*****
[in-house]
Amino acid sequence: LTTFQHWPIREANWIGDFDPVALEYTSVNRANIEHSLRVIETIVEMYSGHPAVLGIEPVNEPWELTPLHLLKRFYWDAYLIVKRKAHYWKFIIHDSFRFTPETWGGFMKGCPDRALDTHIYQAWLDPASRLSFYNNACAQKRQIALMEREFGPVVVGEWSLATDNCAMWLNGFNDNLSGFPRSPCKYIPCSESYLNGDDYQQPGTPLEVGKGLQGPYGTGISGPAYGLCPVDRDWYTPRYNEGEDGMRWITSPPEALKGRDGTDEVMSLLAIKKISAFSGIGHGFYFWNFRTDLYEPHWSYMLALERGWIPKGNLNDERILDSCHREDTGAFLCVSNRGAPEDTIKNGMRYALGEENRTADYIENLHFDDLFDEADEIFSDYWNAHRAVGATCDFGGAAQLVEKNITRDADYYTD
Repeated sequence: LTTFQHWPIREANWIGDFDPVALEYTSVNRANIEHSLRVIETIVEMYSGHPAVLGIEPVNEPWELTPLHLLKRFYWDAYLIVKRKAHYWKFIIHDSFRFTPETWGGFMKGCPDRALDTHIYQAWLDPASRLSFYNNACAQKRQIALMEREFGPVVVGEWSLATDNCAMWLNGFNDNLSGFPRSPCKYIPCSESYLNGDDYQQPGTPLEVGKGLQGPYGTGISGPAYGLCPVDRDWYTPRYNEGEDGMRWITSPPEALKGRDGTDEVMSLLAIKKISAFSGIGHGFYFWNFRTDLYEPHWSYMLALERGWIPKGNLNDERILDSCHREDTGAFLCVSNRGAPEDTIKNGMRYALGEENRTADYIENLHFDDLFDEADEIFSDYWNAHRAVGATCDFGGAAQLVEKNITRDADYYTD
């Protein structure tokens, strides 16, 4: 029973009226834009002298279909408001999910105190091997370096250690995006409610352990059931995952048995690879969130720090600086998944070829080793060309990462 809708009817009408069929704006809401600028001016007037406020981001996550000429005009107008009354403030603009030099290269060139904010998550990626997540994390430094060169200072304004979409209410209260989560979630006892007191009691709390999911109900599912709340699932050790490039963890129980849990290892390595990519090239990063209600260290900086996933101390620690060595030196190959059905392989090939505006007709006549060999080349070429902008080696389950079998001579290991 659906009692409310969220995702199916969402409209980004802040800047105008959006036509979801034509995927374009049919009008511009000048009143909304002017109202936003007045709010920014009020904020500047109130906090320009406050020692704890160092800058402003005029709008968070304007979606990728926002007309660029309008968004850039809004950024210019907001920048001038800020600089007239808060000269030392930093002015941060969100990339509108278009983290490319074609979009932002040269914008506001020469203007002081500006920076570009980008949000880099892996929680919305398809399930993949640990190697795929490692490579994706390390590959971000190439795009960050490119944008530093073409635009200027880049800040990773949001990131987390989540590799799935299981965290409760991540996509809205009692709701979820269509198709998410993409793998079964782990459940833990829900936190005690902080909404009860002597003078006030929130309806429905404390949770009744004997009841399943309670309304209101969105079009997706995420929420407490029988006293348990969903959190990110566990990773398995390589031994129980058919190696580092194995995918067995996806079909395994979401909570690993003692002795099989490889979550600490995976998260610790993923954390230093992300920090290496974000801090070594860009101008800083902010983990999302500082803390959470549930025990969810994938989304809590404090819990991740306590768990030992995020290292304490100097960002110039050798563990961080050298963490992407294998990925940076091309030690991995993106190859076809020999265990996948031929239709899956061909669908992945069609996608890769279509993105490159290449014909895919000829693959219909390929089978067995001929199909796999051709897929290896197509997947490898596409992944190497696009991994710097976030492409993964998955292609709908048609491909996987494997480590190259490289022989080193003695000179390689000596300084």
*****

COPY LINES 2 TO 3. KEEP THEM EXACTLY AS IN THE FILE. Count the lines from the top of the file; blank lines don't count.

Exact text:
Amino acid sequence: LTTFQHWPIREANWIGDFDPVALEYTSVNRANIEHSLRVIETIVEMYSGHPAVLGIEPVNEPWELTPLHLLKRFYWDAYLIVKRKAHYWKFIIHDSFRFTPETWGGFMKGCPDRALDTHIYQAWLDPASRLSFYNNACAQKRQIALMEREFGPVVVGEWSLATDNCAMWLNGFNDNLSGFPRSPCKYIPCSESYLNGDDYQQPGTPLEVGKGLQGPYGTGISGPAYGLCPVDRDWYTPRYNEGEDGMRWITSPPEALKGRDGTDEVMSLLAIKKISAFSGIGHGFYFWNFRTDLYEPHWSYMLALERGWIPKGNLNDERILDSCHREDTGAFLCVSNRGAPEDTIKNGMRYALGEENRTADYIENLHFDDLFDEADEIFSDYWNAHRAVGATCDFGGAAQLVEKNITRDADYYTD
Repeated sequence: LTTFQHWPIREANWIGDFDPVALEYTSVNRANIEHSLRVIETIVEMYSGHPAVLGIEPVNEPWELTPLHLLKRFYWDAYLIVKRKAHYWKFIIHDSFRFTPETWGGFMKGCPDRALDTHIYQAWLDPASRLSFYNNACAQKRQIALMEREFGPVVVGEWSLATDNCAMWLNGFNDNLSGFPRSPCKYIPCSESYLNGDDYQQPGTPLEVGKGLQGPYGTGISGPAYGLCPVDRDWYTPRYNEGEDGMRWITSPPEALKGRDGTDEVMSLLAIKKISAFSGIGHGFYFWNFRTDLYEPHWSYMLALERGWIPKGNLNDERILDSCHREDTGAFLCVSNRGAPEDTIKNGMRYALGEENRTADYIENLHFDDLFDEADEIFSDYWNAHRAVGATCDFGGAAQLVEKNITRDADYYTD